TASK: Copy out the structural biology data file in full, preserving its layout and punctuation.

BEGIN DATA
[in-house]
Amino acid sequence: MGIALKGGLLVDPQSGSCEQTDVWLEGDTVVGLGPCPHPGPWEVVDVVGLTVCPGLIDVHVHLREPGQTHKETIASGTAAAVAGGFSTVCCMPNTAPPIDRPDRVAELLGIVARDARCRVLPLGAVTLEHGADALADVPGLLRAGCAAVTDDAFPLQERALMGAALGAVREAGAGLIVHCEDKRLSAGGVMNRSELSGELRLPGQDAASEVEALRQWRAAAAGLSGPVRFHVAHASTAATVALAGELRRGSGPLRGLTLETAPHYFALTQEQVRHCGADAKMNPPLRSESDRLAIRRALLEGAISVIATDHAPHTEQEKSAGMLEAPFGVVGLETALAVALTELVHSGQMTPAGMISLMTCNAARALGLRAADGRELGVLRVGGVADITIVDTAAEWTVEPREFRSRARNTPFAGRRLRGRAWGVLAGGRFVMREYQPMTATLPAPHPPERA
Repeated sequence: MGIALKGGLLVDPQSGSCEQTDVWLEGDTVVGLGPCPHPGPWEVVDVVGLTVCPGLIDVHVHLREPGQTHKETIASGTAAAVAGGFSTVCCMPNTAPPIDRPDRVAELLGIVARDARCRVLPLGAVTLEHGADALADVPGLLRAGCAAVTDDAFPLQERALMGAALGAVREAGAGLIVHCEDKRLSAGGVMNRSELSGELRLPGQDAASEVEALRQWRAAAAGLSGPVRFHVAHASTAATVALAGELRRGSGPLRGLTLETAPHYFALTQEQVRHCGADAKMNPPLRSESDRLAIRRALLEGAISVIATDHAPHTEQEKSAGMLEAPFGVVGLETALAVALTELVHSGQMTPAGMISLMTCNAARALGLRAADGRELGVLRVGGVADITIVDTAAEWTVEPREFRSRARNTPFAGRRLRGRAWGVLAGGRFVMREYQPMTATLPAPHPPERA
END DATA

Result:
[in-house]
Amino acid sequence: MGIALKGGLLVDPQSGSCEQTDVWLEGDTVVGLGPCPHPGPWEVVDVVGLTVCPGLIDVHVHLREPGQTHKETIASGTAAAVAGGFSTVCCMPNTAPPIDRPDRVAELLGIVARDARCRVLPLGAVTLEHGADALADVPGLLRAGCAAVTDDAFPLQERALMGAALGAVREAGAGLIVHCEDKRLSAGGVMNRSELSGELRLPGQDAASEVEALRQWRAAAAGLSGPVRFHVAHASTAATVALAGELRRGSGPLRGLTLETAPHYFALTQEQVRHCGADAKMNPPLRSESDRLAIRRALLEGAISVIATDHAPHTEQEKSAGMLEAPFGVVGLETALAVALTELVHSGQMTPAGMISLMTCNAARALGLRAADGRELGVLRVGGVADITIVDTAAEWTVEPREFRSRARNTPFAGRRLRGRAWGVLAGGRFVMREYQPMTATLPAPHPPERA
Repeated sequence: MGIALKGGLLVDPQSGSCEQTDVWLEGDTVVGLGPCPHPGPWEVVDVVGLTVCPGLIDVHVHLREPGQTHKETIASGTAAAVAGGFSTVCCMPNTAPPIDRPDRVAELLGIVARDARCRVLPLGAVTLEHGADALADVPGLLRAGCAAVTDDAFPLQERALMGAALGAVREAGAGLIVHCEDKRLSAGGVMNRSELSGELRLPGQDAASEVEALRQWRAAAAGLSGPVRFHVAHASTAATVALAGELRRGSGPLRGLTLETAPHYFALTQEQVRHCGADAKMNPPLRSESDRLAIRRALLEGAISVIATDHAPHTEQEKSAGMLEAPFGVVGLETALAVALTELVHSGQMTPAGMISLMTCNAARALGLRAADGRELGVLRVGGVADITIVDTAAEWTVEPREFRSRARNTPFAGRRLRGRAWGVLAGGRFVMREYQPMTATLPAPHPPERA